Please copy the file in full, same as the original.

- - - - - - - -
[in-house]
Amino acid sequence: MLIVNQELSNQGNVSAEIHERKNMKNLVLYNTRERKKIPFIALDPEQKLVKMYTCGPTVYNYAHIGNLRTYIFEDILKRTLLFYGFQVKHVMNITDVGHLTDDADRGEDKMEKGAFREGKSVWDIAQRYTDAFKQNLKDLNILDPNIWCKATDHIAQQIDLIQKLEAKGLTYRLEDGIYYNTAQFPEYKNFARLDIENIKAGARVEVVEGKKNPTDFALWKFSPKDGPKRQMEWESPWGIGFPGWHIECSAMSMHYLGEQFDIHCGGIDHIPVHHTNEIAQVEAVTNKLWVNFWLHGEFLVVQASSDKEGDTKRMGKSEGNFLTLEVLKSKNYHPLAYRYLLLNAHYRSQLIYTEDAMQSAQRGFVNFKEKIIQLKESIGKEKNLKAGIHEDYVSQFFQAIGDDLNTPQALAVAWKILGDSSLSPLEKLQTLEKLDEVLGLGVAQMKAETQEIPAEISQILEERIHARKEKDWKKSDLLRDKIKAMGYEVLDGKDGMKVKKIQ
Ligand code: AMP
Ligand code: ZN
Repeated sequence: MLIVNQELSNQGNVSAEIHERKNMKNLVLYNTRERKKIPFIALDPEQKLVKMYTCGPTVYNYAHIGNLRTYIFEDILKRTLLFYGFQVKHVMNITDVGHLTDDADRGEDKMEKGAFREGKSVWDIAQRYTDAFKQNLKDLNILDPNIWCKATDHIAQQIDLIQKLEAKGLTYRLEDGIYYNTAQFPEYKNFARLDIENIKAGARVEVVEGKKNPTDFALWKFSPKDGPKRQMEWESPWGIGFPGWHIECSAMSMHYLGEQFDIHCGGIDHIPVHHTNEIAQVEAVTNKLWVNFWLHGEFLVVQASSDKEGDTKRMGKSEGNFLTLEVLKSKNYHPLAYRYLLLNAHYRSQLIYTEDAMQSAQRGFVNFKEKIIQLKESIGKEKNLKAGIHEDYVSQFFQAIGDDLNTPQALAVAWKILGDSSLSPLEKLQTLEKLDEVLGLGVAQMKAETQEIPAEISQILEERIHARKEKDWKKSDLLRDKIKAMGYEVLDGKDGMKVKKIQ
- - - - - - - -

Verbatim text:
[in-house]
Amino acid sequence: MLIVNQELSNQGNVSAEIHERKNMKNLVLYNTRERKKIPFIALDPEQKLVKMYTCGPTVYNYAHIGNLRTYIFEDILKRTLLFYGFQVKHVMNITDVGHLTDDADRGEDKMEKGAFREGKSVWDIAQRYTDAFKQNLKDLNILDPNIWCKATDHIAQQIDLIQKLEAKGLTYRLEDGIYYNTAQFPEYKNFARLDIENIKAGARVEVVEGKKNPTDFALWKFSPKDGPKRQMEWESPWGIGFPGWHIECSAMSMHYLGEQFDIHCGGIDHIPVHHTNEIAQVEAVTNKLWVNFWLHGEFLVVQASSDKEGDTKRMGKSEGNFLTLEVLKSKNYHPLAYRYLLLNAHYRSQLIYTEDAMQSAQRGFVNFKEKIIQLKESIGKEKNLKAGIHEDYVSQFFQAIGDDLNTPQALAVAWKILGDSSLSPLEKLQTLEKLDEVLGLGVAQMKAETQEIPAEISQILEERIHARKEKDWKKSDLLRDKIKAMGYEVLDGKDGMKVKKIQ
Ligand code: AMP
Ligand code: ZN
Repeated sequence: MLIVNQELSNQGNVSAEIHERKNMKNLVLYNTRERKKIPFIALDPEQKLVKMYTCGPTVYNYAHIGNLRTYIFEDILKRTLLFYGFQVKHVMNITDVGHLTDDADRGEDKMEKGAFREGKSVWDIAQRYTDAFKQNLKDLNILDPNIWCKATDHIAQQIDLIQKLEAKGLTYRLEDGIYYNTAQFPEYKNFARLDIENIKAGARVEVVEGKKNPTDFALWKFSPKDGPKRQMEWESPWGIGFPGWHIECSAMSMHYLGEQFDIHCGGIDHIPVHHTNEIAQVEAVTNKLWVNFWLHGEFLVVQASSDKEGDTKRMGKSEGNFLTLEVLKSKNYHPLAYRYLLLNAHYRSQLIYTEDAMQSAQRGFVNFKEKIIQLKESIGKEKNLKAGIHEDYVSQFFQAIGDDLNTPQALAVAWKILGDSSLSPLEKLQTLEKLDEVLGLGVAQMKAETQEIPAEISQILEERIHARKEKDWKKSDLLRDKIKAMGYEVLDGKDGMKVKKIQ